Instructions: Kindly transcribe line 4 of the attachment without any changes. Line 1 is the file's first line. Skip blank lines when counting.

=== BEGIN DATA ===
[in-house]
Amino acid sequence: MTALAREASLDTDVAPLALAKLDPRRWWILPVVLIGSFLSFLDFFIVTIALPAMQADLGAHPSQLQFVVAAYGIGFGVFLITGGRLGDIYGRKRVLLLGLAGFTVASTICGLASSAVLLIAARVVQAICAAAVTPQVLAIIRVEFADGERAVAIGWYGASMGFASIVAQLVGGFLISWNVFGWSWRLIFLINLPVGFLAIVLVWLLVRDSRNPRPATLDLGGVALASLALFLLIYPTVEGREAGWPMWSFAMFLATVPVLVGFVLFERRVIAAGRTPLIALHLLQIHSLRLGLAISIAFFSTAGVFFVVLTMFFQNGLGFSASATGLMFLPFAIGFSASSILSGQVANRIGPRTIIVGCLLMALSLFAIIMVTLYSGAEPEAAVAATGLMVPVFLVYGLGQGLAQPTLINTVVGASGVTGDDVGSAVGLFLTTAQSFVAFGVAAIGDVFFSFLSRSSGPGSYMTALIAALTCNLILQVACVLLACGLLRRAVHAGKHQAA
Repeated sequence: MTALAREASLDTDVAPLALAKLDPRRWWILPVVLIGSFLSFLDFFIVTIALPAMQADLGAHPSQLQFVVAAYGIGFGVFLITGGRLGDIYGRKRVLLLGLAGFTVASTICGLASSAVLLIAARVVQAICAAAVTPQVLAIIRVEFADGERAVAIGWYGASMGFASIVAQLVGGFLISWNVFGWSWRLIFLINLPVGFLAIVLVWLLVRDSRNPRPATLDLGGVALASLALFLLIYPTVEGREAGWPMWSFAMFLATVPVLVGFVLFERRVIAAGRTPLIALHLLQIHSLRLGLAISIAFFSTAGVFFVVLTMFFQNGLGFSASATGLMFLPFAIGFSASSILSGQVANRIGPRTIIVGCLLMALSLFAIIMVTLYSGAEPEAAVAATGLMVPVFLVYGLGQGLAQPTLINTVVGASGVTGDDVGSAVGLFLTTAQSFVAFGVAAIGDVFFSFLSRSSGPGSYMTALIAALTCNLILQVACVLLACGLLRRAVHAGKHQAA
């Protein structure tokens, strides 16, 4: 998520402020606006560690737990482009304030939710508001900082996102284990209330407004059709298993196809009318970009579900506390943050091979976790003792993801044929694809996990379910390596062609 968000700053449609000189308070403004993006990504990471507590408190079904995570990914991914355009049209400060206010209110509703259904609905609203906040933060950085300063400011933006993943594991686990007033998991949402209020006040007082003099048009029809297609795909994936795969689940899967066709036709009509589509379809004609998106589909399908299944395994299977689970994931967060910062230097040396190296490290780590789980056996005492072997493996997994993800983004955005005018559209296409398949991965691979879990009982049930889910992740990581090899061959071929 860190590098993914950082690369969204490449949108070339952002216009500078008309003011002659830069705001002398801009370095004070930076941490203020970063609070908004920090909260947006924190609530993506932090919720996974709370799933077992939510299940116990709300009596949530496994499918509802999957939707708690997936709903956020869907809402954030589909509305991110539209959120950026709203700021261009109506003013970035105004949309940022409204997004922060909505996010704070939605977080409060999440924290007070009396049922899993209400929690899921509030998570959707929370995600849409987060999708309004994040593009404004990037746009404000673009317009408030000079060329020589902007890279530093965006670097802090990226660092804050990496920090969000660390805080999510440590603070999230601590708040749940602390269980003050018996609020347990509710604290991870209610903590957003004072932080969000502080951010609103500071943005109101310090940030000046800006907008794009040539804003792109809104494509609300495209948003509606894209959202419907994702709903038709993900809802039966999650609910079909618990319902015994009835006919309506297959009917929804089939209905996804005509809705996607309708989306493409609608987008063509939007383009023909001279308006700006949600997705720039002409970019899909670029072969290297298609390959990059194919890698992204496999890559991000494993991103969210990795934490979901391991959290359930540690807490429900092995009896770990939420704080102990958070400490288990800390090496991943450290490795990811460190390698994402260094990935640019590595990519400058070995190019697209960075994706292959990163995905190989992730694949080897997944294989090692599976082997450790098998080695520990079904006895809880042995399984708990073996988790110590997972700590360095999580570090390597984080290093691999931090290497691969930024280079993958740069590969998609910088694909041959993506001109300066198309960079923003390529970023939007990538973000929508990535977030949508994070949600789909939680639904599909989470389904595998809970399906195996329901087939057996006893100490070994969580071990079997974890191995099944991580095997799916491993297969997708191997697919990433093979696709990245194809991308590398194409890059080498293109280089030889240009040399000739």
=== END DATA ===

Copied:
């Protein structure tokens, strides 16, 4: 998520402020606006560690737990482009304030939710508001900082996102284990209330407004059709298993196809009318970009579900506390943050091979976790003792993801044929694809996990379910390596062609 968000700053449609000189308070403004993006990504990471507590408190079904995570990914991914355009049209400060206010209110509703259904609905609203906040933060950085300063400011933006993943594991686990007033998991949402209020006040007082003099048009029809297609795909994936795969689940899967066709036709009509589509379809004609998106589909399908299944395994299977689970994931967060910062230097040396190296490290780590789980056996005492072997493996997994993800983004955005005018559209296409398949991965691979879990009982049930889910992740990581090899061959071929 860190590098993914950082690369969204490449949108070339952002216009500078008309003011002659830069705001002398801009370095004070930076941490203020970063609070908004920090909260947006924190609530993506932090919720996974709370799933077992939510299940116990709300009596949530496994499918509802999957939707708690997936709903956020869907809402954030589909509305991110539209959120950026709203700021261009109506003013970035105004949309940022409204997004922060909505996010704070939605977080409060999440924290007070009396049922899993209400929690899921509030998570959707929370995600849409987060999708309004994040593009404004990037746009404000673009317009408030000079060329020589902007890279530093965006670097802090990226660092804050990496920090969000660390805080999510440590603070999230601590708040749940602390269980003050018996609020347990509710604290991870209610903590957003004072932080969000502080951010609103500071943005109101310090940030000046800006907008794009040539804003792109809104494509609300495209948003509606894209959202419907994702709903038709993900809802039966999650609910079909618990319902015994009835006919309506297959009917929804089939209905996804005509809705996607309708989306493409609608987008063509939007383009023909001279308006700006949600997705720039002409970019899909670029072969290297298609390959990059194919890698992204496999890559991000494993991103969210990795934490979901391991959290359930540690807490429900092995009896770990939420704080102990958070400490288990800390090496991943450290490795990811460190390698994402260094990935640019590595990519400058070995190019697209960075994706292959990163995905190989992730694949080897997944294989090692599976082997450790098998080695520990079904006895809880042995399984708990073996988790110590997972700590360095999580570090390597984080290093691999931090290497691969930024280079993958740069590969998609910088694909041959993506001109300066198309960079923003390529970023939007990538973000929508990535977030949508994070949600789909939680639904599909989470389904595998809970399906195996329901087939057996006893100490070994969580071990079997974890191995099944991580095997799916491993297969997708191997697919990433093979696709990245194809991308590398194409890059080498293109280089030889240009040399000739």